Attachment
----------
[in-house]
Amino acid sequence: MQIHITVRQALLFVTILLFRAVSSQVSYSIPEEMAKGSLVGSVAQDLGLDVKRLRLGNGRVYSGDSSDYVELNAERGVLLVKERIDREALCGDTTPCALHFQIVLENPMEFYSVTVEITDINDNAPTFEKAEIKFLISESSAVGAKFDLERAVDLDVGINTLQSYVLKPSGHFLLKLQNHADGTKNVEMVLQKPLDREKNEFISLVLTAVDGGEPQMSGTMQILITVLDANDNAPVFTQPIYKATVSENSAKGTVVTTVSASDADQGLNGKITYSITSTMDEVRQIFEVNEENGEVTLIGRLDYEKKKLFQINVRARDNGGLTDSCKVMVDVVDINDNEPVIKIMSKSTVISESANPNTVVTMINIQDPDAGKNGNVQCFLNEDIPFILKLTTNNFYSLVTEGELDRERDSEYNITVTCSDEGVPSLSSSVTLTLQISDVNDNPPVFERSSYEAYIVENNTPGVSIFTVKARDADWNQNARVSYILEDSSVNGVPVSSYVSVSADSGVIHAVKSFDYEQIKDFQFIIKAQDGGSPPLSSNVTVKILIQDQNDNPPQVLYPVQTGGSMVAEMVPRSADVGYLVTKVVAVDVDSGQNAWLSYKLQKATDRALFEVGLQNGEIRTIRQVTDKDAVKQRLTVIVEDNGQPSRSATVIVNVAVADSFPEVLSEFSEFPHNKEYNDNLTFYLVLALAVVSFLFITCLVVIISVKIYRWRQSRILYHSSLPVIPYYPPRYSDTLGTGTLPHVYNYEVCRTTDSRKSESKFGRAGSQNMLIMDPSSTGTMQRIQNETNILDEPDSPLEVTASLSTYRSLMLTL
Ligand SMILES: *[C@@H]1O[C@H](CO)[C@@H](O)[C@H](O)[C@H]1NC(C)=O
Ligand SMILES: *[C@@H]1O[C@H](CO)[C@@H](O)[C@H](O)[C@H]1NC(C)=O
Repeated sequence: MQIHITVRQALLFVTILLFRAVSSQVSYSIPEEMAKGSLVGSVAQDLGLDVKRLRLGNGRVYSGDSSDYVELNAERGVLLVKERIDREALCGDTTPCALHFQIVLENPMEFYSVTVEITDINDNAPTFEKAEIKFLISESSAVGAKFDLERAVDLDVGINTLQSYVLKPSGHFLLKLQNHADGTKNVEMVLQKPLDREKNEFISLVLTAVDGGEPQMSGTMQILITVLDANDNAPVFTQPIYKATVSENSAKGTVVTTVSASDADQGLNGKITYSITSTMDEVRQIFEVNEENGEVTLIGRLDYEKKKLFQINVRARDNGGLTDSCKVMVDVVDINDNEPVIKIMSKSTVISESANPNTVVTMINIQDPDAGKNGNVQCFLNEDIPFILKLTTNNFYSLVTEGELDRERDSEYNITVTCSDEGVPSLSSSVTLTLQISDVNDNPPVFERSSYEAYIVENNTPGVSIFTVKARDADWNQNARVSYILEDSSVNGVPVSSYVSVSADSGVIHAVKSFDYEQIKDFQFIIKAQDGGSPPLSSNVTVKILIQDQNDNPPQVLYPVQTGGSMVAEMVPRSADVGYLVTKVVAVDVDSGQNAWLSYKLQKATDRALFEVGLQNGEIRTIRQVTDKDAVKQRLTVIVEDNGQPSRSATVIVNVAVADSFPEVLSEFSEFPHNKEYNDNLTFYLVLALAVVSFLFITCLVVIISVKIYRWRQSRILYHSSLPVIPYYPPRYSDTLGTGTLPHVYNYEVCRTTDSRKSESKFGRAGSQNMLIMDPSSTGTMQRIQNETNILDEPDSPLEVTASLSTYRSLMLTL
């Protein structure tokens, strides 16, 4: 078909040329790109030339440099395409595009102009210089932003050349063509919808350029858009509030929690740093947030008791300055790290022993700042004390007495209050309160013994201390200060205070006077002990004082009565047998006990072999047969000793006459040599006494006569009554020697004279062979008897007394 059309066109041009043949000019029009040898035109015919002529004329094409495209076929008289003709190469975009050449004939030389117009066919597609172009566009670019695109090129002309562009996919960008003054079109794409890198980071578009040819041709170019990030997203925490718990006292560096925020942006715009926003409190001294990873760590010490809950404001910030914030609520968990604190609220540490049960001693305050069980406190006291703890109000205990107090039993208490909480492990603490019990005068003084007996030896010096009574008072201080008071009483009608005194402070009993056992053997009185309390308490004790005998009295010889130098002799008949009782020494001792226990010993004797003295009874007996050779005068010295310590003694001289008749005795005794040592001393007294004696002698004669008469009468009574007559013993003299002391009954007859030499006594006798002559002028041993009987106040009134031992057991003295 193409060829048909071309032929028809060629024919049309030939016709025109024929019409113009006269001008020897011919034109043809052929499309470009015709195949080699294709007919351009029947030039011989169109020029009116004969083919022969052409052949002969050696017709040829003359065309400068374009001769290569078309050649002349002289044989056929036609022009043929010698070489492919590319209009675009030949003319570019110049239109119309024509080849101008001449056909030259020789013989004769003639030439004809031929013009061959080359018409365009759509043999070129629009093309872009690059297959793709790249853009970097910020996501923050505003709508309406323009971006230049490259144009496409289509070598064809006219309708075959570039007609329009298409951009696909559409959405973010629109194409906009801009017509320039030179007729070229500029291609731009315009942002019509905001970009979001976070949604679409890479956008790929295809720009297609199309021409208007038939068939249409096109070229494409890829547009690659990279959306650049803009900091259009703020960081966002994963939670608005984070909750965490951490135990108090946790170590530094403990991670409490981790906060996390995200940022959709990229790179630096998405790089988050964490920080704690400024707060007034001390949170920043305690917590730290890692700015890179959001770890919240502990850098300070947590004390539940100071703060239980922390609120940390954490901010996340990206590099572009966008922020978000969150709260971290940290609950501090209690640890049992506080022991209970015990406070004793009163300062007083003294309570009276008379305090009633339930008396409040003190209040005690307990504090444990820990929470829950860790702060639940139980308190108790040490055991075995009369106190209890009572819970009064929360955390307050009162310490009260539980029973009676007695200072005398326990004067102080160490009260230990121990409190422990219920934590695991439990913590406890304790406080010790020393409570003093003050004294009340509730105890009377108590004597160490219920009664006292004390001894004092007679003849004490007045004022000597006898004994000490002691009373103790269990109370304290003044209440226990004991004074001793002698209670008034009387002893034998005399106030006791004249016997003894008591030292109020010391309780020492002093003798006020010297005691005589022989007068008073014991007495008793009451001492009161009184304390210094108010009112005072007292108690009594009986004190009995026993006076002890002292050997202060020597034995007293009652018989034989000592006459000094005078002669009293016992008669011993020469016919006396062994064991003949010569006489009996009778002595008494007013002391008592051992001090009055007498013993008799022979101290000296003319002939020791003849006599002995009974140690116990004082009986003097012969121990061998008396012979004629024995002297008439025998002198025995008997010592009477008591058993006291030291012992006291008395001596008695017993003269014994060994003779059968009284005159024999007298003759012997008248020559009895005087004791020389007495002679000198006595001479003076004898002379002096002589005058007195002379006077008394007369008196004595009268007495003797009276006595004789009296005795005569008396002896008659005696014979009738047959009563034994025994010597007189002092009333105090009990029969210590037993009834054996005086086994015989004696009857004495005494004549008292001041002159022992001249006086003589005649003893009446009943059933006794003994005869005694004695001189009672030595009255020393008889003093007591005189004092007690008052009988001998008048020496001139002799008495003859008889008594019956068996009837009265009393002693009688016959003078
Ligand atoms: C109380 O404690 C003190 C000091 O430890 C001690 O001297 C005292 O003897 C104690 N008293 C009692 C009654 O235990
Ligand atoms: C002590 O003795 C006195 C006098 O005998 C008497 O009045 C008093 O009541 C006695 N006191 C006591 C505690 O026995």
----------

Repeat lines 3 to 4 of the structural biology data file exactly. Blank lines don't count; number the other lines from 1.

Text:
Ligand SMILES: *[C@@H]1O[C@H](CO)[C@@H](O)[C@H](O)[C@H]1NC(C)=O
Ligand SMILES: *[C@@H]1O[C@H](CO)[C@@H](O)[C@H](O)[C@H]1NC(C)=O